Week 265: The Garden of Love, by William Blake

It has to be admitted that when it comes to matters of sexual liberation, anyone going to the poets for moral guidance is likely to end up more than a little confused. Who do you listen to? Dante taking a stern view of the goings on between Paolo and Francesca: ‘quanti dolci pensier, quanto disier/menò costoro al doloroso passo?’  Shakespeare being fed up with the whole business of sex: ‘All this the world well knows; yet none knows well/To shun the heaven that leads men to this hell’? Philip Larkin warning against ‘fulfilment’s desolate attic’? Or alternatively, the splendidly rambunctious Rabbie Burns telling the Establishment of his day to get stuffed: ‘The Kirk an’ State may join, and tell/To do sic things I mauna:/The Kirk an’ State may gae to hell/And I’ll gae to my Anna’? Or, as in this poem from ‘Songs of Innocence’, the equally free-spirited William Blake expressing much the same sentiment in a rather more figurative but no less incisive way? I think one has to be careful about taking Blake as a guide to life, since his dicta do lend themselves to misinterpretation, and many have found, for example, that the road of excess leads not to the palace of wisdom but simply to more excess. But I do like this poem, as, I suspect, does the author of that chaotic but wonderfully vivid modern trilogy ‘His Dark Materials’, Philip Pullman, who surely must count Blake as one of his inspirations.

The Garden of Love

I went to the Garden of Love,
And saw what I had never seen:
A Chapel was built in the midst,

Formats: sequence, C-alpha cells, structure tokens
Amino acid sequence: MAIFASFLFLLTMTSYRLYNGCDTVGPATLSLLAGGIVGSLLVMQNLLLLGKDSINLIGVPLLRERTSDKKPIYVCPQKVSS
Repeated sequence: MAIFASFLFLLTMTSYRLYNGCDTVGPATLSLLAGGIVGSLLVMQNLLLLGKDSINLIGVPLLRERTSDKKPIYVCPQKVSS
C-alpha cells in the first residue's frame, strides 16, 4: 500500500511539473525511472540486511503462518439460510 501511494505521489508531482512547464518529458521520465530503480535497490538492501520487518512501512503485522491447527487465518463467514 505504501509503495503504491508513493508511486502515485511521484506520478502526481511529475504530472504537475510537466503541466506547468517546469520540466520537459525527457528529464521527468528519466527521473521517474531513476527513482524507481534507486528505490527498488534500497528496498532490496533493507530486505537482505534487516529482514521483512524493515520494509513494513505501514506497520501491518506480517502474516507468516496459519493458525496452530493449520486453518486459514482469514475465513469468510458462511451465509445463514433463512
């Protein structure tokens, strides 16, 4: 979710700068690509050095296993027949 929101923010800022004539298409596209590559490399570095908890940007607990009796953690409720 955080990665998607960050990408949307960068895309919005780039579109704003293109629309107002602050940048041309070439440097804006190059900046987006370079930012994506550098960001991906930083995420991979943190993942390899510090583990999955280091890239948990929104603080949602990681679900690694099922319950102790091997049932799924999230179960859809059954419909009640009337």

Where I used to play on the green.

And the gates of this Chapel were shut,
And ‘Thou shalt not’ writ over the door;
So I turn’d to the Garden of Love,
That so many sweet flowers bore,

And I saw it was filled with graves,
And tomb-stones where flowers should be;
And Priests in black gowns were walking their rounds,
And binding with briars my joys and desires.

William Blake

Week 192: The Sick Rose, by William Blake

I find this one of Blake’s most haunting poems but also one of the most troublesome, because despite my own best efforts and the efforts of others I don’t feel that I am any closer to understanding it beyond what seems the fairly safe bet that it is about human sexuality rather than horticulture.

So just stop worrying? The trouble is that once you abandon the quest for meaning, can you be sure of being able to distinguish truly inspired utterance from manufactured gibberish? Well, I don’t think this poem is gibberish, but why not? After all, invisible flying worms seem to fall some way short of sense as we know it.

So, if I can’t figure out what was going in Blake’s head when he wrote it, can I at least figure out what is going in mine when I read it? Not really – I only know that it passes Housman’s test for poetry: that it makes the hairs stand on end.

The Sick Rose

O Rose, thou art sick!
The invisible worm
That flies in the night,
In the howling storm,

Has found out thy bed
Of crimson joy:
And his dark secret love
Does thy life destroy.

William Blake